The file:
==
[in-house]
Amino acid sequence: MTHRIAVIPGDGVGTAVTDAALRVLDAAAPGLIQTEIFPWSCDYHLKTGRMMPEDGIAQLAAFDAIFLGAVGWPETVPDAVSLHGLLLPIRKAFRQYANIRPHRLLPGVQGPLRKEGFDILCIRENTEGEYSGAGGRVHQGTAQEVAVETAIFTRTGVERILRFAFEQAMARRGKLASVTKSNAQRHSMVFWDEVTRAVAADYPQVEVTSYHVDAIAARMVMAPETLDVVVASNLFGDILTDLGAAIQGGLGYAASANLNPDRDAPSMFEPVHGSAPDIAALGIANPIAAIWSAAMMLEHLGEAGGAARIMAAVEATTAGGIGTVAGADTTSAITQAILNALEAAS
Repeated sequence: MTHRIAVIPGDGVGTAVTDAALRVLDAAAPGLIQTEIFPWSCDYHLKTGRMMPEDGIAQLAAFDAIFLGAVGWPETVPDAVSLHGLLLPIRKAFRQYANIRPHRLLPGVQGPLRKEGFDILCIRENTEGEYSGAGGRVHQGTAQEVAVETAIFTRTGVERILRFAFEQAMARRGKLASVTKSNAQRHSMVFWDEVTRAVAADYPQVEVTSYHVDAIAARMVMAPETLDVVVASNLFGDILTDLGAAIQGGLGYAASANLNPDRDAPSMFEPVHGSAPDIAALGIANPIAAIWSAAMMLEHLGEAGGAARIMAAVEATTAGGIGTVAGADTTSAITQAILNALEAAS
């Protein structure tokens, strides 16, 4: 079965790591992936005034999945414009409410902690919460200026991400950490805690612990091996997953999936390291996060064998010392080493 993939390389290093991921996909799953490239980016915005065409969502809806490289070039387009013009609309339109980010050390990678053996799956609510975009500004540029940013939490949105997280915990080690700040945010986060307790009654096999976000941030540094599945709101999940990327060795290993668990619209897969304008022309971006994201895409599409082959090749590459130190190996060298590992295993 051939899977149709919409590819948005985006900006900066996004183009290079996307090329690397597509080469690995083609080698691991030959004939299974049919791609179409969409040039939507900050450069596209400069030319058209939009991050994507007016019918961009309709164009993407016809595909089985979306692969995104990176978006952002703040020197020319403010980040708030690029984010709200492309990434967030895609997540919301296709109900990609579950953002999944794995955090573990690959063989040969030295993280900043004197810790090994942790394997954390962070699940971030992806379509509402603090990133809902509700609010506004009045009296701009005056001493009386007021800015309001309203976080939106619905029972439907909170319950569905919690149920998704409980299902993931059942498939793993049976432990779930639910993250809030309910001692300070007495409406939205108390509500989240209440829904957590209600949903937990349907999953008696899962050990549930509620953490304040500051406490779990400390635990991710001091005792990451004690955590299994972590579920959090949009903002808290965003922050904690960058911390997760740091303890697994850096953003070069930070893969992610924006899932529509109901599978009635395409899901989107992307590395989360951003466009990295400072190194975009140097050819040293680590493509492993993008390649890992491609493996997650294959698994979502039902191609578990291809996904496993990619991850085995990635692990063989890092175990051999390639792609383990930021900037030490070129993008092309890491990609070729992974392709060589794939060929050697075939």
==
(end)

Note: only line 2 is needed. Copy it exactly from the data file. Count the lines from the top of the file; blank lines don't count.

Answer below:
Amino acid sequence: MTHRIAVIPGDGVGTAVTDAALRVLDAAAPGLIQTEIFPWSCDYHLKTGRMMPEDGIAQLAAFDAIFLGAVGWPETVPDAVSLHGLLLPIRKAFRQYANIRPHRLLPGVQGPLRKEGFDILCIRENTEGEYSGAGGRVHQGTAQEVAVETAIFTRTGVERILRFAFEQAMARRGKLASVTKSNAQRHSMVFWDEVTRAVAADYPQVEVTSYHVDAIAARMVMAPETLDVVVASNLFGDILTDLGAAIQGGLGYAASANLNPDRDAPSMFEPVHGSAPDIAALGIANPIAAIWSAAMMLEHLGEAGGAARIMAAVEATTAGGIGTVAGADTTSAITQAILNALEAAS